Monday, November 19, 2012


Notre Dame football is ranked number one in the country. And it is completely irrational that I am deriving so much joy from it. I have no vested interest in the outcome of their season. I never attended school there. I have never lived in South Bend. I don't know anyone on the team or associated with the program. Yet I find myself saying "we" when referring to the team. I will shout at the television, as if the linebackers can hear me yelling, "It's a draw!" or "Fumble! Ball! Get the Ball!" I even wear clothing in order that others may associate me with the Fighting Irish. I rank my visits to Notre Dame Stadium as some of the most exhilarating moments of my life. I am a fan.
     Now let's move from Fandom to Obsessionville. If you look for it on a map, it will say Levittown. I'm not saying that other areas don't produce as vociferous fans, just not in the multitudes that exist in the greater Philadelphia area. There is something about sports here, that fills more than just that need to associate with something greater than oneself. This is particularly true with the Eagles. I've worked with, lived with, went to school with fans of other teams from other places. I have yet to see a group of people take a loss harder than Eagles fans. On Monday morning you would think that they were in pads the day before. Listen to the two (two!) FM radio stations that are all Philadelphia sports all the time. I'm afraid we may need to close the bridges over the Delaware river to prevent jumpers! Every forlorn caller, they aren't even mad anymore, just sullen and depressed. They have this weird "How could my team do this to me?"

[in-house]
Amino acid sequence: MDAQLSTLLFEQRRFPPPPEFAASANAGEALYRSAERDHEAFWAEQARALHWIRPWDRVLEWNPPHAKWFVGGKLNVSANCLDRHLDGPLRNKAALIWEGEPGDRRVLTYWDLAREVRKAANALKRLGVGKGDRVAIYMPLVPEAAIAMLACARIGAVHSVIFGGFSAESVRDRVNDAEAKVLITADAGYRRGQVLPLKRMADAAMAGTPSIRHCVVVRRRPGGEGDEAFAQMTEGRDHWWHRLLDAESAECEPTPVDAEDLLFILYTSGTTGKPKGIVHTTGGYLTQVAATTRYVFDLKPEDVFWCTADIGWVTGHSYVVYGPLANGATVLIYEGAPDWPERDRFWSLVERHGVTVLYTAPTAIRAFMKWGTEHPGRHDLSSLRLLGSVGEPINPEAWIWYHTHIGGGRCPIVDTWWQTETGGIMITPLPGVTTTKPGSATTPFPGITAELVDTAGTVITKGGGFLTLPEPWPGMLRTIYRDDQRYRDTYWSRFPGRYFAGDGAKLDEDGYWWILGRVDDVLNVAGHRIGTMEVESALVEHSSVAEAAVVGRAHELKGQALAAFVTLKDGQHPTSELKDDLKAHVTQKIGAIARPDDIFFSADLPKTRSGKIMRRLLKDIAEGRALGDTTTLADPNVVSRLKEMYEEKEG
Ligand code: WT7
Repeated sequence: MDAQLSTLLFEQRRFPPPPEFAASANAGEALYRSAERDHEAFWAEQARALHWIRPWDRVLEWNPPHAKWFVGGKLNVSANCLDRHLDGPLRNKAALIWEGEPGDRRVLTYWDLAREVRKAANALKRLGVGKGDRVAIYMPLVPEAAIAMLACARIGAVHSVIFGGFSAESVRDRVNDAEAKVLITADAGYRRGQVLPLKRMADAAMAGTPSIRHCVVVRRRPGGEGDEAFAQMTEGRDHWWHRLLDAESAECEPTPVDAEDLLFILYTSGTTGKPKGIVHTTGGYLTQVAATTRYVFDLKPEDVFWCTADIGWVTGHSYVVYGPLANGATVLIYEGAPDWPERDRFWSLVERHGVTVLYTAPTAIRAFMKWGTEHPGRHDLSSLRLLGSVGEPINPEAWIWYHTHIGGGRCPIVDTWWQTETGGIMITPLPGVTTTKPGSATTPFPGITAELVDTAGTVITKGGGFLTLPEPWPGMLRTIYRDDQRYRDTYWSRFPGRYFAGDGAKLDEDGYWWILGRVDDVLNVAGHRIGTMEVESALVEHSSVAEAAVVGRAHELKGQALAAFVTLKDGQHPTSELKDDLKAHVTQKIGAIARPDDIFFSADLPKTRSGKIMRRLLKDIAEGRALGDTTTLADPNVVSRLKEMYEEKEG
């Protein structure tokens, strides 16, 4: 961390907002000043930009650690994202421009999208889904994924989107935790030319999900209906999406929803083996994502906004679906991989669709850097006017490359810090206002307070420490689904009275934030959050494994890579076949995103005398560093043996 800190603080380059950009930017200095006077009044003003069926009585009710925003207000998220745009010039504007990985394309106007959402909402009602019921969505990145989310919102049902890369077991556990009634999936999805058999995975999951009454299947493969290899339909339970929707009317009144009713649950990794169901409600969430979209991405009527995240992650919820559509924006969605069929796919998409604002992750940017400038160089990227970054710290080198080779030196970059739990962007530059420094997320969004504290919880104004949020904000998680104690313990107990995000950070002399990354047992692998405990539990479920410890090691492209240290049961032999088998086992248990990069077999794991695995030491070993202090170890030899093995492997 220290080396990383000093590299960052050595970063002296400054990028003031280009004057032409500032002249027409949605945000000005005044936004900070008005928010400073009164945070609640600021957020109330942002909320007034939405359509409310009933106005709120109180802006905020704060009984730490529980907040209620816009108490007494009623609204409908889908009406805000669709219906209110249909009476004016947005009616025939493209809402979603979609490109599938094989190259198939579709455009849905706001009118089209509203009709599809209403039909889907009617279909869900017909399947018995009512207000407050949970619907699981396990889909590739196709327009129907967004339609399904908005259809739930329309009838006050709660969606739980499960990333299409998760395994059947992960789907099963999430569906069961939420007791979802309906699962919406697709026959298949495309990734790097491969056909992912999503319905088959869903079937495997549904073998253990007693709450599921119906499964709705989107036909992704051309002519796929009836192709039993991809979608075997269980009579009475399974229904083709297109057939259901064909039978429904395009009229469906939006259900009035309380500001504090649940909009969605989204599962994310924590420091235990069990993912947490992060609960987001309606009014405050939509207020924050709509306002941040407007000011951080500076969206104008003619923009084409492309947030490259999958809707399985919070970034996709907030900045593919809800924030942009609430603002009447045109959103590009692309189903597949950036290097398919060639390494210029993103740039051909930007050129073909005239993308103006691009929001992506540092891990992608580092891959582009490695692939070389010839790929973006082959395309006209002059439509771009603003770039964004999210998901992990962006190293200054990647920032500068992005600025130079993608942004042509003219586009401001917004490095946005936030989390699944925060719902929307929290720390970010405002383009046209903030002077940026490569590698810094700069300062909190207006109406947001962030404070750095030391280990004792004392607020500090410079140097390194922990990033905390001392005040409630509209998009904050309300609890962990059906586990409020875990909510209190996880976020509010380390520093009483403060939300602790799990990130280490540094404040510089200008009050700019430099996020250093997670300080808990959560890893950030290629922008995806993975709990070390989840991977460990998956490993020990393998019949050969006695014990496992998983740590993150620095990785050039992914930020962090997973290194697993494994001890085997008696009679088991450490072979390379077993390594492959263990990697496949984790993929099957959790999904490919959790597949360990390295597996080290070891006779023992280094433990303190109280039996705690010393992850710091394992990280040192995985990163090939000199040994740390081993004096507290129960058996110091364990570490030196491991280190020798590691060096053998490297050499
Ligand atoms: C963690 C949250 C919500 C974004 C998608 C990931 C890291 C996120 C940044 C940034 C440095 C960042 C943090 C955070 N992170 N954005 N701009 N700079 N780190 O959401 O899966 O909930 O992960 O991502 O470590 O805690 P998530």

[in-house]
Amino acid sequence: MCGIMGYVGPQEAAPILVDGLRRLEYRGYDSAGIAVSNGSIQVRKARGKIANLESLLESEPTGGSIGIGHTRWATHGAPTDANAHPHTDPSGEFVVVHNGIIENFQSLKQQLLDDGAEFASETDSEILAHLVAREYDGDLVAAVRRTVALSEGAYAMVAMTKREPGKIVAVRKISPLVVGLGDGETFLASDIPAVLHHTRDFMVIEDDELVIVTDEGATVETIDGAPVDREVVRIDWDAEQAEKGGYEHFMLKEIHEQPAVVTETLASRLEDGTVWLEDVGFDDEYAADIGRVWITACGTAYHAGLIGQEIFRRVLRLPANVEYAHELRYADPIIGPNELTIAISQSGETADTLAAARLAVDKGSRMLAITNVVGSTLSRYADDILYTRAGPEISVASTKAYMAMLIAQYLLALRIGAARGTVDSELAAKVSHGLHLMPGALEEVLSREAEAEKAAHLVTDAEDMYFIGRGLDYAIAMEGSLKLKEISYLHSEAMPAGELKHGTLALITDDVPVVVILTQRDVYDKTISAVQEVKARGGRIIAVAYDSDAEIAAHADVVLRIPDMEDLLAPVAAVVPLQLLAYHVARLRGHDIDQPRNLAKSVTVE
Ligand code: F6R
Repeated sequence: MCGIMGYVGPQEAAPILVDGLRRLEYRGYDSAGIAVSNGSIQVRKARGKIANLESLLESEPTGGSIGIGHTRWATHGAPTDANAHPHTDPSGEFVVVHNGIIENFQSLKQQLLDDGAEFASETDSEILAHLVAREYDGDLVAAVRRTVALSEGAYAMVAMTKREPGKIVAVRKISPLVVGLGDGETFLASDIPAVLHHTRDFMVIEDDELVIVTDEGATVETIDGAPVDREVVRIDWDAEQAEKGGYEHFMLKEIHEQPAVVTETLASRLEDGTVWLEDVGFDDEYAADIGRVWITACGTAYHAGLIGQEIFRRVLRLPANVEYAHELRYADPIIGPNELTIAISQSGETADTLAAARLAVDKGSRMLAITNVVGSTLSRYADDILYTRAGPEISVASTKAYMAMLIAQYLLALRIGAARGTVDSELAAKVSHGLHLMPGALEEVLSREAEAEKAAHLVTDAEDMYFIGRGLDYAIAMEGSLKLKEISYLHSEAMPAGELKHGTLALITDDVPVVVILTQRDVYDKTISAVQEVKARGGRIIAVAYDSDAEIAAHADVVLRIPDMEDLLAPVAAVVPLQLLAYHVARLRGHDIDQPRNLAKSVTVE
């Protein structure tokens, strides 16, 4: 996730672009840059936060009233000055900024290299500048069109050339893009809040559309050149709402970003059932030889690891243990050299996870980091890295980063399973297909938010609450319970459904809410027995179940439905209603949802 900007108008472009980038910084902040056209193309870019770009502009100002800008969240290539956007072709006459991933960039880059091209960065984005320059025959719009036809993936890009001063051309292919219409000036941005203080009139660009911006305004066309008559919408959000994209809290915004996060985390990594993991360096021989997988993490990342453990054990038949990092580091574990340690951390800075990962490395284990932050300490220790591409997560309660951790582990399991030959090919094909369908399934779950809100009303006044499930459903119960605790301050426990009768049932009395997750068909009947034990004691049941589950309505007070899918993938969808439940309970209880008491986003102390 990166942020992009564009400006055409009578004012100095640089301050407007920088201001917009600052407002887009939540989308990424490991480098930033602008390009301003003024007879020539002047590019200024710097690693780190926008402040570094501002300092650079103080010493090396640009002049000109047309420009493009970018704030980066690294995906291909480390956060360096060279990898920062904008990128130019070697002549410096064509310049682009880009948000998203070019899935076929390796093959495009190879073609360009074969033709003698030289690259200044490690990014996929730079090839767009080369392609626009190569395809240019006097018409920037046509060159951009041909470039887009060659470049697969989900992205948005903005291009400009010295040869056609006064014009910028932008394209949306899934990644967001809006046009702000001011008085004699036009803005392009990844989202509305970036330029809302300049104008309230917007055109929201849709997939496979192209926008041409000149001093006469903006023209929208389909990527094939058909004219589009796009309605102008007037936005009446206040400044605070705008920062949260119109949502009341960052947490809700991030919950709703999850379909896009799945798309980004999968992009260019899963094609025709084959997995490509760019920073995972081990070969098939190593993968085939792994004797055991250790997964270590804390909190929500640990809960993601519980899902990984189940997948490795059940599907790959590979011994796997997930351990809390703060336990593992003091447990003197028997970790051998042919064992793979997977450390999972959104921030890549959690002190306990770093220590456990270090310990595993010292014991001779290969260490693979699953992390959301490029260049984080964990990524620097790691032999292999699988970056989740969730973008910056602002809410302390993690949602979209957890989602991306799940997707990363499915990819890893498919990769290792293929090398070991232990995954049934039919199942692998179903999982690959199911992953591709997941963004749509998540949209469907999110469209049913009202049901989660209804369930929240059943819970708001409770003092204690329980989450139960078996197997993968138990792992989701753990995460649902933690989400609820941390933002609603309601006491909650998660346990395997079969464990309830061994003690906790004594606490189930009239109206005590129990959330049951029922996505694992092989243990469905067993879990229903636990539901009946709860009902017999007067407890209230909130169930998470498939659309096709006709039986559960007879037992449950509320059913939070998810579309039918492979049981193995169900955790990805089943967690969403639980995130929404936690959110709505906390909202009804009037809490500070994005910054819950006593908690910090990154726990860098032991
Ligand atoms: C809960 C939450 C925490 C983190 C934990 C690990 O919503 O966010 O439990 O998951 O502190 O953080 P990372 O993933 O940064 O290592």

The odd thing here is that they have developed a one way personal relationship with a sports team. They have committed hours to reading stats, watching drafts, driving up to Bethlehem to watch summer workouts, and invested real emotional capital. If this kind of attention were directed towards a human being, like say Jody Foster, we'd suggest that they should seek professional help. They than expect that the team has a duty to repay them for all the diligent time they have invested in supporting them. There it is. The line is crossed when someone creates an imaginary relationship in order to associate themselves with success. There is a vapidness that goes along with this type of seeking. That sports team allows you to "win" without putting in the real work. The reality is though that your support or ennui has no impact whatsoever on the success of your team. That is the dirty secret that lies underneath this macho version of celebrity worship. They don't care about you. They don't even know you exist. No matter how hard you root, how much you lust after the Lombardi trophy, how much time you spend reading ESPN, they will not play harder for you. I heard a guy on the radio say that he may never see his team win a Superbowl in his lifetime, with the angst of a "Make A Wish" foundation spot. I love football as much as anyone, pretty much sports in general. My fear is that people are using sports as a "false idol", a thing to distract them from whats really important. If you never put that effort into your own happiness, into your own betterment, the Eagles can win the Superbowl, but you'll still be a loser.